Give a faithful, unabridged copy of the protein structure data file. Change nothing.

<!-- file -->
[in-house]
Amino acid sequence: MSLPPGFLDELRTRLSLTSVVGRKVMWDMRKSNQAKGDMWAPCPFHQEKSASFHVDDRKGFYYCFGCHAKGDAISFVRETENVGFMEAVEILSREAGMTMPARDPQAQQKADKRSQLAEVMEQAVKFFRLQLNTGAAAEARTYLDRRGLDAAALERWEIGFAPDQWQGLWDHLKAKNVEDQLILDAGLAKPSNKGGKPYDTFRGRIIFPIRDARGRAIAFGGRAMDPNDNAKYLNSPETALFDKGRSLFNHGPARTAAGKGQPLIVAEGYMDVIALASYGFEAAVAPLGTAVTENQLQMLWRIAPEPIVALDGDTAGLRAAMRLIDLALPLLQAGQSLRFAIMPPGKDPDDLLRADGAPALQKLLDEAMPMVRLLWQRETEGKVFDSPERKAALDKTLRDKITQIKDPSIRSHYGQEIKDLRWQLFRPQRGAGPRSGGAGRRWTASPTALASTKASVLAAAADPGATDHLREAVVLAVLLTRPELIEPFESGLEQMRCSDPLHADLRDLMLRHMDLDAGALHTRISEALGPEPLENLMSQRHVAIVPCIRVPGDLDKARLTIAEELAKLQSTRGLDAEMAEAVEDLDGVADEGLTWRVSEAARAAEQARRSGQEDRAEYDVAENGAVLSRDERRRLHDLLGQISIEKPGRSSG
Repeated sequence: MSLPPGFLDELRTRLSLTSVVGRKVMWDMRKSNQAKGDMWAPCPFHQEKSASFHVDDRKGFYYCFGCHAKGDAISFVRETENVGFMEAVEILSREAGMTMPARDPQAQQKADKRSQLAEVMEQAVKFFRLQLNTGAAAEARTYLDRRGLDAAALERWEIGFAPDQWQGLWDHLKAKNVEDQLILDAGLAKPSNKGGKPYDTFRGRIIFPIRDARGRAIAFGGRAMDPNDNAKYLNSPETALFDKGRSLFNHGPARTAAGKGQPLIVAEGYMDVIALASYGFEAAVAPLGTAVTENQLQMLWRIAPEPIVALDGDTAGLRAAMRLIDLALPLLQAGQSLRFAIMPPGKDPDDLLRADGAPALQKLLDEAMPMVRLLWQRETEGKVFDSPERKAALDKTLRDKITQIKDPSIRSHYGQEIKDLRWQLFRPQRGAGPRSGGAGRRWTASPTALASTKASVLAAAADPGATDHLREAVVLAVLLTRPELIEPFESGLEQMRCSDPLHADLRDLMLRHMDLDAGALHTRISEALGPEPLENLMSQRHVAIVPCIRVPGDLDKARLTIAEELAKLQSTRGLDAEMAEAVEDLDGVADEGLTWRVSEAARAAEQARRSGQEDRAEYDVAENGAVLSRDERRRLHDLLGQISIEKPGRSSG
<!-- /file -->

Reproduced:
[in-house]
Amino acid sequence: MSLPPGFLDELRTRLSLTSVVGRKVMWDMRKSNQAKGDMWAPCPFHQEKSASFHVDDRKGFYYCFGCHAKGDAISFVRETENVGFMEAVEILSREAGMTMPARDPQAQQKADKRSQLAEVMEQAVKFFRLQLNTGAAAEARTYLDRRGLDAAALERWEIGFAPDQWQGLWDHLKAKNVEDQLILDAGLAKPSNKGGKPYDTFRGRIIFPIRDARGRAIAFGGRAMDPNDNAKYLNSPETALFDKGRSLFNHGPARTAAGKGQPLIVAEGYMDVIALASYGFEAAVAPLGTAVTENQLQMLWRIAPEPIVALDGDTAGLRAAMRLIDLALPLLQAGQSLRFAIMPPGKDPDDLLRADGAPALQKLLDEAMPMVRLLWQRETEGKVFDSPERKAALDKTLRDKITQIKDPSIRSHYGQEIKDLRWQLFRPQRGAGPRSGGAGRRWTASPTALASTKASVLAAAADPGATDHLREAVVLAVLLTRPELIEPFESGLEQMRCSDPLHADLRDLMLRHMDLDAGALHTRISEALGPEPLENLMSQRHVAIVPCIRVPGDLDKARLTIAEELAKLQSTRGLDAEMAEAVEDLDGVADEGLTWRVSEAARAAEQARRSGQEDRAEYDVAENGAVLSRDERRRLHDLLGQISIEKPGRSSG
Repeated sequence: MSLPPGFLDELRTRLSLTSVVGRKVMWDMRKSNQAKGDMWAPCPFHQEKSASFHVDDRKGFYYCFGCHAKGDAISFVRETENVGFMEAVEILSREAGMTMPARDPQAQQKADKRSQLAEVMEQAVKFFRLQLNTGAAAEARTYLDRRGLDAAALERWEIGFAPDQWQGLWDHLKAKNVEDQLILDAGLAKPSNKGGKPYDTFRGRIIFPIRDARGRAIAFGGRAMDPNDNAKYLNSPETALFDKGRSLFNHGPARTAAGKGQPLIVAEGYMDVIALASYGFEAAVAPLGTAVTENQLQMLWRIAPEPIVALDGDTAGLRAAMRLIDLALPLLQAGQSLRFAIMPPGKDPDDLLRADGAPALQKLLDEAMPMVRLLWQRETEGKVFDSPERKAALDKTLRDKITQIKDPSIRSHYGQEIKDLRWQLFRPQRGAGPRSGGAGRRWTASPTALASTKASVLAAAADPGATDHLREAVVLAVLLTRPELIEPFESGLEQMRCSDPLHADLRDLMLRHMDLDAGALHTRISEALGPEPLENLMSQRHVAIVPCIRVPGDLDKARLTIAEELAKLQSTRGLDAEMAEAVEDLDGVADEGLTWRVSEAARAAEQARRSGQEDRAEYDVAENGAVLSRDERRRLHDLLGQISIEKPGRSSG